"Keeping bees is not only for retired people anymore." Marc-Wilhelm Kohfink
"Every colony really has an individual identity." Marc-Wilhelm Kohfink
Whoever thinks bees are annoying, stinging insects is wrong. Without us noticing it, many hardworking bees fly through the streets and parks of Berlin everyday on their mission to find pollen for their bee queen. Special boxes where these colonies build their hives in are spread around the city. Many of these boxes belong to Dr. Marc-Wilhelm Kohfink. “Bees are actually a lot like humans.”
Before the Wall came down Marc-Wilhelm worked as a journalist in West Germany’s former capital Bonn. When he moved to Berlin after 1989 with his wife and son, he was determined to obtain a house with a garden. Just like his grandfather and great-grandfather, Marc-Wilhelm wanted to keep bees. They settled in Berlin-Köpenick, in the south east of the city. What first started as a hobby slowly turned into a serious profession. In 1999 his beekeeping company ‘Imkerei am Pflanzengarten’ was born and in 2004 he started to make a living out of it.
Many people are surprised to hear that bees live very well in the city. In Berlin alone, about 850 beekeepers are registered at the ‘Imkerverband Berlin’ of which Marc-Wilhelm is the chairman. “On average keepers have about three bee colonies – that means most people keep them as a hobby. A few, like myself, keep over a hundred colonies.”
In recent years keeping bees has become more popular: “The image of bee keeping has changed, keeping bees is not only for retired people anymore for example. People in Berlin are becoming more conscious of nature, health and sustainability. And you don’t need a big garden to keep bees – if the neighbours are okay with it, you can even keep them on your balcony,” Marc-Wilhelm explains.
Marc-Wilhelm took his time to build his own business. “I always advice people who want to keep bees to slowly set it up. I, for example, started out with about twelve bee colonies – now I have 120.” Over the years you gain the experience you need to keep bees Marc-Wilhelm explains: “Bees are very social animals, that’s why you need to develop a certain feeling for it. When a colony is not in harmony for example, it could happen they all fly out without returning to the beehive.”
Honeybees are social insects, which means they live together in large, well-organized family groups. A colony typically consists of three kinds of adult bees: workers, drones and a queen. They all have their own task: “Drones are the only male bees in the colony and their purpose in life is procreation. Then there is one queen bee. She is the only sexually developed female and therefore responsible for the reproduction. Several thousands of worker bees do all the rest: they work together in nest building, food collection and raising other bees from egg stage.”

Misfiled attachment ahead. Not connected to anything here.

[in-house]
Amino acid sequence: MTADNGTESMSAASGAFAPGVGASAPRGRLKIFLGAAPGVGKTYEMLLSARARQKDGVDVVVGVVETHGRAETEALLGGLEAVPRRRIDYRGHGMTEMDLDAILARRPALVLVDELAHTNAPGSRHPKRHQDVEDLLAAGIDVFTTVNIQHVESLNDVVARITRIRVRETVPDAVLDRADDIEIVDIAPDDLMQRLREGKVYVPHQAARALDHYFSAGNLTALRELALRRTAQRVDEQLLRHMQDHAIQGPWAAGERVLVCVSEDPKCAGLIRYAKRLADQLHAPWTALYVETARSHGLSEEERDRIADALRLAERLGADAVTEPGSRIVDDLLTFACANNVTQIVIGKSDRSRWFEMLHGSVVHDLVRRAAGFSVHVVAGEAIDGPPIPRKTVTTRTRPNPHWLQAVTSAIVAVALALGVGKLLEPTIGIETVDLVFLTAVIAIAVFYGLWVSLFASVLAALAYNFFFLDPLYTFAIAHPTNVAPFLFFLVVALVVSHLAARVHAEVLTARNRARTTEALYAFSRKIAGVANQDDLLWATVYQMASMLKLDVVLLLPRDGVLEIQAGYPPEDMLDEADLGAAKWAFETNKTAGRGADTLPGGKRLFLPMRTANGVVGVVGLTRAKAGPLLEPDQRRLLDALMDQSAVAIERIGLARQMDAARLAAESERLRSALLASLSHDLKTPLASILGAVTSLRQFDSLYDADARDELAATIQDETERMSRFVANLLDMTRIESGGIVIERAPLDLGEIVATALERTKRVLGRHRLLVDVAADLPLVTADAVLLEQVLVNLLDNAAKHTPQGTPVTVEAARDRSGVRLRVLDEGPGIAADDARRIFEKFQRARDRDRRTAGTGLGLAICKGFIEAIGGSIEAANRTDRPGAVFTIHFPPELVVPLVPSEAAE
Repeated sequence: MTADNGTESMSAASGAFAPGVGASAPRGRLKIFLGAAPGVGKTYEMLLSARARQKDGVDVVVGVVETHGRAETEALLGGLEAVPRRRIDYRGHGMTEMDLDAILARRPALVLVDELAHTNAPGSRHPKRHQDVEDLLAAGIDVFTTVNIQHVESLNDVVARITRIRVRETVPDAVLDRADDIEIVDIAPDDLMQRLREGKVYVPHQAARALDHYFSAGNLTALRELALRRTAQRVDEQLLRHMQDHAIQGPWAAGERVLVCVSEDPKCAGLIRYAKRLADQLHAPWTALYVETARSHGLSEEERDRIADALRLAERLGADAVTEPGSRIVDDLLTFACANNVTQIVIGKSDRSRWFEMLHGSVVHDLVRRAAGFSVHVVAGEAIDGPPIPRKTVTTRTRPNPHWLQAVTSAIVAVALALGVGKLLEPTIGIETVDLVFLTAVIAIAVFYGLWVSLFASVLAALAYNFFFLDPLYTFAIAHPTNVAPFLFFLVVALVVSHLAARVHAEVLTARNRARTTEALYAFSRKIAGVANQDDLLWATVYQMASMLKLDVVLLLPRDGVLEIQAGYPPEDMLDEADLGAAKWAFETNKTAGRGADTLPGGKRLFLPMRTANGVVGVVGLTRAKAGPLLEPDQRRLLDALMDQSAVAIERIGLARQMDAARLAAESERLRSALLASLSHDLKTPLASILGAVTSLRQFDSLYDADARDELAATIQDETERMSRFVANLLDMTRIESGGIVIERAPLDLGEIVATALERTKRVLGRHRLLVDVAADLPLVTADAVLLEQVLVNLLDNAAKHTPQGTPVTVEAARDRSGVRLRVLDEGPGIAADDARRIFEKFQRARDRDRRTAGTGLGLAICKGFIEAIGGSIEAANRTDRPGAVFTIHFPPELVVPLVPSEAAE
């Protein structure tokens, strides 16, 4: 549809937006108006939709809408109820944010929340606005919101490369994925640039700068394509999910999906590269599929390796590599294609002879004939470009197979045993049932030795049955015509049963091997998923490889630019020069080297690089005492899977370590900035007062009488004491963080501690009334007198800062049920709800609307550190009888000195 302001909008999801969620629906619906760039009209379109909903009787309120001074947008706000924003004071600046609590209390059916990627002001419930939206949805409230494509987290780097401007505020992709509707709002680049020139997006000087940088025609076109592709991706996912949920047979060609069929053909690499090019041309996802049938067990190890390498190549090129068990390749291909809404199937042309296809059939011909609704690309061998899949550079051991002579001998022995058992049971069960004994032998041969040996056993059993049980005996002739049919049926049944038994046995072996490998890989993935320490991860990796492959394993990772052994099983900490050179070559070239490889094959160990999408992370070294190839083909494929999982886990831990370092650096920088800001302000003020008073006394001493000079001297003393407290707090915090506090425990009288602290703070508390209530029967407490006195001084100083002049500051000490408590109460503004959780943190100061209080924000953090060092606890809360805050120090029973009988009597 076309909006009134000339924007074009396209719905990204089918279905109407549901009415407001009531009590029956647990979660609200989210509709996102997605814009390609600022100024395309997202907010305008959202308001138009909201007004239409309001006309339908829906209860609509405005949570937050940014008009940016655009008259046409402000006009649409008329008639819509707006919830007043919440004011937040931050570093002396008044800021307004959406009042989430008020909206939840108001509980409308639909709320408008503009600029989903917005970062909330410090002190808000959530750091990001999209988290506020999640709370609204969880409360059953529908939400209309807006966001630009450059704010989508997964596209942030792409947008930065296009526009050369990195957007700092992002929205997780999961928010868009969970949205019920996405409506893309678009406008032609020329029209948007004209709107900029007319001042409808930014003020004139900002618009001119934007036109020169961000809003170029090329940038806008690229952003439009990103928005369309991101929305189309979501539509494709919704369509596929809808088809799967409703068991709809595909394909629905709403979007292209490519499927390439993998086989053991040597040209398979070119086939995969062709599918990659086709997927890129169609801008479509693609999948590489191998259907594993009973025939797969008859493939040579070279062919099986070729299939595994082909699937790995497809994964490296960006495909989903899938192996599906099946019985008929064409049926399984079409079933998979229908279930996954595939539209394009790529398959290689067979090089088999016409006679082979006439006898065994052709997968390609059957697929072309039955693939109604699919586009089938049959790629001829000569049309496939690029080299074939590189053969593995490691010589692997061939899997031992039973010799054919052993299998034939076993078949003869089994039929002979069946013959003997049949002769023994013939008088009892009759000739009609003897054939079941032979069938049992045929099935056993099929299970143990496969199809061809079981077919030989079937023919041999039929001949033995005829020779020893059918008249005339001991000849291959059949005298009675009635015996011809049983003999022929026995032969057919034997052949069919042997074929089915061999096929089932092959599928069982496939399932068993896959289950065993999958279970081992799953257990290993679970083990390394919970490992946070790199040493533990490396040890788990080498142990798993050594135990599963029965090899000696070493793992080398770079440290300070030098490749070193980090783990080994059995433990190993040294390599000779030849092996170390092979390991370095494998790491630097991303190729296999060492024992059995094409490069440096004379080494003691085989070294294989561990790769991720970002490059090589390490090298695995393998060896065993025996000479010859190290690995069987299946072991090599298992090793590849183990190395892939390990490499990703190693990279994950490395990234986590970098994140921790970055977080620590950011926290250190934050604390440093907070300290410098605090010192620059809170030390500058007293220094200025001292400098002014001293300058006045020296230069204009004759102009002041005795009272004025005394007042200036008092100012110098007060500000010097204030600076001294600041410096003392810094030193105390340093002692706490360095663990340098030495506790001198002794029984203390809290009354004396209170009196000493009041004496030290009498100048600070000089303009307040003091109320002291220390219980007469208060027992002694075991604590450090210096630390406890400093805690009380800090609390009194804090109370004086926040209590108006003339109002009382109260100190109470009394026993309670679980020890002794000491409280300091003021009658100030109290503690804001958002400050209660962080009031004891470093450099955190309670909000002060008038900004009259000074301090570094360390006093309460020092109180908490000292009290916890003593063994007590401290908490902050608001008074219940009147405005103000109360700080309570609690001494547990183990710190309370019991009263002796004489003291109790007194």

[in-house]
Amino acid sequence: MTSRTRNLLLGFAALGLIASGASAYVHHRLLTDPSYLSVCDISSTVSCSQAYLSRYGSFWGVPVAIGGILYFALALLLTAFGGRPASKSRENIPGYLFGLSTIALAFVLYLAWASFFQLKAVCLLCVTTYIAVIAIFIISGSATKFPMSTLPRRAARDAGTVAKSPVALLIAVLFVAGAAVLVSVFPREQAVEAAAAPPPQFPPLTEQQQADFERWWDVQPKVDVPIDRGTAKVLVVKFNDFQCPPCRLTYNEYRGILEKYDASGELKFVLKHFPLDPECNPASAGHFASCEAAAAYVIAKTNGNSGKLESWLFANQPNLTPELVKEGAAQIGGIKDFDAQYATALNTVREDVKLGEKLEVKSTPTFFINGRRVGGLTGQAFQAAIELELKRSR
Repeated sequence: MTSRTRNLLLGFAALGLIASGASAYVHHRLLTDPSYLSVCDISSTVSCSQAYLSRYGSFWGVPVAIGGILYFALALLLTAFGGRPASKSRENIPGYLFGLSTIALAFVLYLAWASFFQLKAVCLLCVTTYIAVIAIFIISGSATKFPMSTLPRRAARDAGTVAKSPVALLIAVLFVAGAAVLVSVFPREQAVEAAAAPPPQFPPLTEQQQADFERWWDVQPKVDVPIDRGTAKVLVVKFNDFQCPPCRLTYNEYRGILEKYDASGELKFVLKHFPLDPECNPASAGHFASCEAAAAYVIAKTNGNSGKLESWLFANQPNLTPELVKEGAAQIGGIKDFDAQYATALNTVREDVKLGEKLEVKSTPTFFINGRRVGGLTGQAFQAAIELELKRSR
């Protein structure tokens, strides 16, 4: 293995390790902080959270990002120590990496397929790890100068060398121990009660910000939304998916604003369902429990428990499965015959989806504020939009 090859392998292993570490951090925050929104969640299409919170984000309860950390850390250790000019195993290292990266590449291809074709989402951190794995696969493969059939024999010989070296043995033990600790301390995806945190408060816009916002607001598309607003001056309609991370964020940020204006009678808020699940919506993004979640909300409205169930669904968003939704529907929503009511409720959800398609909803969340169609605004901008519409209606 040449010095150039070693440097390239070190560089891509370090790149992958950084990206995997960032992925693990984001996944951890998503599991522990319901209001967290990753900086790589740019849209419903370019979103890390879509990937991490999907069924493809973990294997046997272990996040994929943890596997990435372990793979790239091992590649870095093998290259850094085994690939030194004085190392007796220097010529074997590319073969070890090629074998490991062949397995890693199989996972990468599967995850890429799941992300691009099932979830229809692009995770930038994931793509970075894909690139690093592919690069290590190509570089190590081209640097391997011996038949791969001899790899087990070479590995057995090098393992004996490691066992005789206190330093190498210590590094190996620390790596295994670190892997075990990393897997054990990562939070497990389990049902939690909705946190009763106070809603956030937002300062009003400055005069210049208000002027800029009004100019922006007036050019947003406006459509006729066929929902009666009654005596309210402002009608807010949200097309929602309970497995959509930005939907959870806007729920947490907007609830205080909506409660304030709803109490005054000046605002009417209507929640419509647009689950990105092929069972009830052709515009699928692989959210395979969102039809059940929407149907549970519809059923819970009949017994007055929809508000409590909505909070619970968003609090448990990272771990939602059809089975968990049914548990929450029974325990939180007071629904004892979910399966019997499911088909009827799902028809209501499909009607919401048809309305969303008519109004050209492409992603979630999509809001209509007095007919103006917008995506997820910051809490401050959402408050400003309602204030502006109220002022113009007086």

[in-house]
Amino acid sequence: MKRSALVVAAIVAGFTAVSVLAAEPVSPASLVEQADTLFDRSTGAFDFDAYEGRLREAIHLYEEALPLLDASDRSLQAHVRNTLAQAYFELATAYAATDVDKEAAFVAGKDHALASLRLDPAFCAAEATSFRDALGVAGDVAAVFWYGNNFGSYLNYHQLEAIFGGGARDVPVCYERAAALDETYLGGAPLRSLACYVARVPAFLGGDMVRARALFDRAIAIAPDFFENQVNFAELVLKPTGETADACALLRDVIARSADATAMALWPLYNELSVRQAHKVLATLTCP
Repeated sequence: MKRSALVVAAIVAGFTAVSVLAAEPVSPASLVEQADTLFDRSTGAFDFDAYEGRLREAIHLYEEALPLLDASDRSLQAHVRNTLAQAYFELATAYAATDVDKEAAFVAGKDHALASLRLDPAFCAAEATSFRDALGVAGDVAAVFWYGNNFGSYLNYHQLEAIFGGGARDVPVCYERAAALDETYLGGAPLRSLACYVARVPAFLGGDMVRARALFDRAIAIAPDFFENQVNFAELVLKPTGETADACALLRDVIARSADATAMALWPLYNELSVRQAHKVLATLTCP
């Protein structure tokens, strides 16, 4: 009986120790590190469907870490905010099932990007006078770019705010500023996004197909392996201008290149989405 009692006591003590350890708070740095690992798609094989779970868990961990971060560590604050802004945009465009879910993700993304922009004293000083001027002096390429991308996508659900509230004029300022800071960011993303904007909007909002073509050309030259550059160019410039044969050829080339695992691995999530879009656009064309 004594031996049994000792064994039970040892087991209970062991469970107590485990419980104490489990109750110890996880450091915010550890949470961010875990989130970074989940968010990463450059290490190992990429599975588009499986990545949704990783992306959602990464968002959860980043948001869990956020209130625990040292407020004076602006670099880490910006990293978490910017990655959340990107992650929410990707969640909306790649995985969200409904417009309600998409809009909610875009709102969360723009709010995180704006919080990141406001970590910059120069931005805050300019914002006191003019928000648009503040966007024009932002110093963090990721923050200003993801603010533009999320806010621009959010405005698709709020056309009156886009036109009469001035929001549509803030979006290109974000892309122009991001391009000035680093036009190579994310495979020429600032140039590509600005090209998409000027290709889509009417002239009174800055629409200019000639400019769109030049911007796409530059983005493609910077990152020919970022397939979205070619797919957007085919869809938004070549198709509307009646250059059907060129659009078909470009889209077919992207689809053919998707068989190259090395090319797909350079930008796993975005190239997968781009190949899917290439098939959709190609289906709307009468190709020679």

A queen can easily be distinguished from other members of the colony. She is bigger than the workers for example. Marc-Wilhelm adds: “The queen can live several years, whereas the workers can die after a couple of months already. But, he says, “when the worker bees are not satisfied with their queen anymore, they’ll kill her.“ He laughs, “it’s quite democratic.”
According to Marc-Wilhelm bees are very important to nature, as they are responsible of most pollination of flowers. “Pollination is the transfer of pollen from the male part of a flower to the female part of the flower. Without bees, there would be fewer plants. Therefore they really stand at the core of the creation of nature.”
Marc-Wilhelm’s bees produce about twelve types of honey, which vary for instance between raspberry honey, maple tree honey and Chesnutt honey. The taste depends on the place where the bees are located. One colony is actually placed in the middle of the city. “I’ve called the honey ‘SO36’, because I’ve placed the beehive in the South-East part of the district Kreuzberg. The hive is located close to Görlitzer Park, on an former industrial parcel. You could say they’re real ‘Berliner bees’.”
Getting stung by his bees is unfortunately part of the job. But Marc-Wilhelm has been stung so many times that he doesn’t feel it anymore. “I got used to it,” he says casually.” Does he have a favourite colony of his own? He laughs. “You can’t really put it like that. But there are colonies that are easier to work with than others. Every colony really has an individual identity. Some are lazier than others for example, and some are more aggressive.”
He contemplates for a moment about his favourite colony, but then comes up with a nice image: “I have eight colonies placed on top of a roof of a hotel close to Potsdamer Platz. Every time I go there, I get to see my bees and the wonderful view over the city. It’s my favourite place in Berlin.”